5. Government finances were stabilized by higher revenue collections and loans from treasury bonds, foreign lending institutions and foreign governments.
  6. Peace and order substantially improved in most provinces however situations in Manila and some provinces continued to deteriorate until the imposition of martial law in 1972.

In 1969, President Marcos was reelected for an unprecedented second term because of his impressive performance, though his critics claimed, he was reelected of massive vote-buying and other electoral frauds.

The second term proved to be most daunting challenge to Mr. Marcos, an economic crisis brought by external and internal forces, a restive and radicalized studentry demanding reforms in the educational system, rising tide of criminality and subversion by the re-organized Communist movement, and secessionism in the South.

The spate of bombings and subversive activities in 1970s in Metro Manila, and the assassination attempt on Secretary Enrile, led President Marcos to declare that:

"There is throughout the land a state of anarchy and lawlessness, chaos and disorder, turmoil and destruction of a magnitude equivalent to an actual war between the forces of our duly constituted government and the New People’s Army and their satellite organization ... and that public order and safety and security of the nation demand that immediate, swift, decisive and effective action be taken to protect and insure the peace, order and security of the country and its population and to maintain the authority of the government."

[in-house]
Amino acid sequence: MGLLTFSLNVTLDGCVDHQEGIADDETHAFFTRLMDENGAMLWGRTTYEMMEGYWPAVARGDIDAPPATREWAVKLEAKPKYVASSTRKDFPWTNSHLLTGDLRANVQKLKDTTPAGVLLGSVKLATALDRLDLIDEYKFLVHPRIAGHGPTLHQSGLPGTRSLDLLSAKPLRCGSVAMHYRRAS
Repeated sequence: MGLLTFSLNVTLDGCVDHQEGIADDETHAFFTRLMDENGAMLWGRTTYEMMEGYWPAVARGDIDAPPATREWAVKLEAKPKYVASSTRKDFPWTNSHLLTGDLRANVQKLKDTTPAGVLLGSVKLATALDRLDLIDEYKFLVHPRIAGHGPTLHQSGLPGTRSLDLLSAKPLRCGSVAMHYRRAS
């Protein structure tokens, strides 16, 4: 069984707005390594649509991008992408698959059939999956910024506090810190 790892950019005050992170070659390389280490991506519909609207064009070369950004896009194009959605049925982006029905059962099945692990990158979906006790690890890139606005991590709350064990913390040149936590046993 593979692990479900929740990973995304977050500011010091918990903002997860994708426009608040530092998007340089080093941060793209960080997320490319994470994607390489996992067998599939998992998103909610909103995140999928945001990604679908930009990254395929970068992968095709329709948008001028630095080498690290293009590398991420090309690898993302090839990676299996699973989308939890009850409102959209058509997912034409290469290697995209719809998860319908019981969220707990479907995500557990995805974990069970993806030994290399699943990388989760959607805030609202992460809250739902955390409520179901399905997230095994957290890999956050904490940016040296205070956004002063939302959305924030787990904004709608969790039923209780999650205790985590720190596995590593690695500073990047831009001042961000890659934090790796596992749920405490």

Marcos would soon declare martial law, in September of 1972. Initially supported by many Filipinos, the martial law became unpopular due to human rights abuses and excesses by the military.

Running under the political machinery of the Kilusang Bagong Lipunan (New Society Movement) or KLB, Marcos was re-elected, for the second time, his third term, in the 1981 elections that was boycotted by most opposition parties. Marcos winning more than 88% of the vote over General Alejo Santos.

Marcos in response to growing unrest following the assasination of popular opposition leader, Senator Benigno Aquino Jr., called for an election earlier than scheduled, the 1986 "Snap" elections. Marcos running under KBL, against the senator's widow, Corazon Aquino, running under PDP-Laban under the UNIDO umbrella, was declared official winner of the election but was eventually ousted when it was alleged that he cheated in the elections.

Marcos was exiled to Hawaii in 1986 and stayed there until his death.

Evidence emerged that during his years in power Marcos, his family, and his close associates had looted the Philippines' economy of billions of dollars through embezzlements and other corrupt practices. Marcos and his wife, Emelda, were subsequently indicted by the U.S. government on racketeering charges, but in 1990 (after Marcos's death) Imelda was acquitted of all charges by a federal court.

References:

  1. Journal of the American Chamber of Commerce of the Philippines, Volume 42, Number 1, January 1966
  2. New World Encylopedia
  3. The Martial Law Proclamation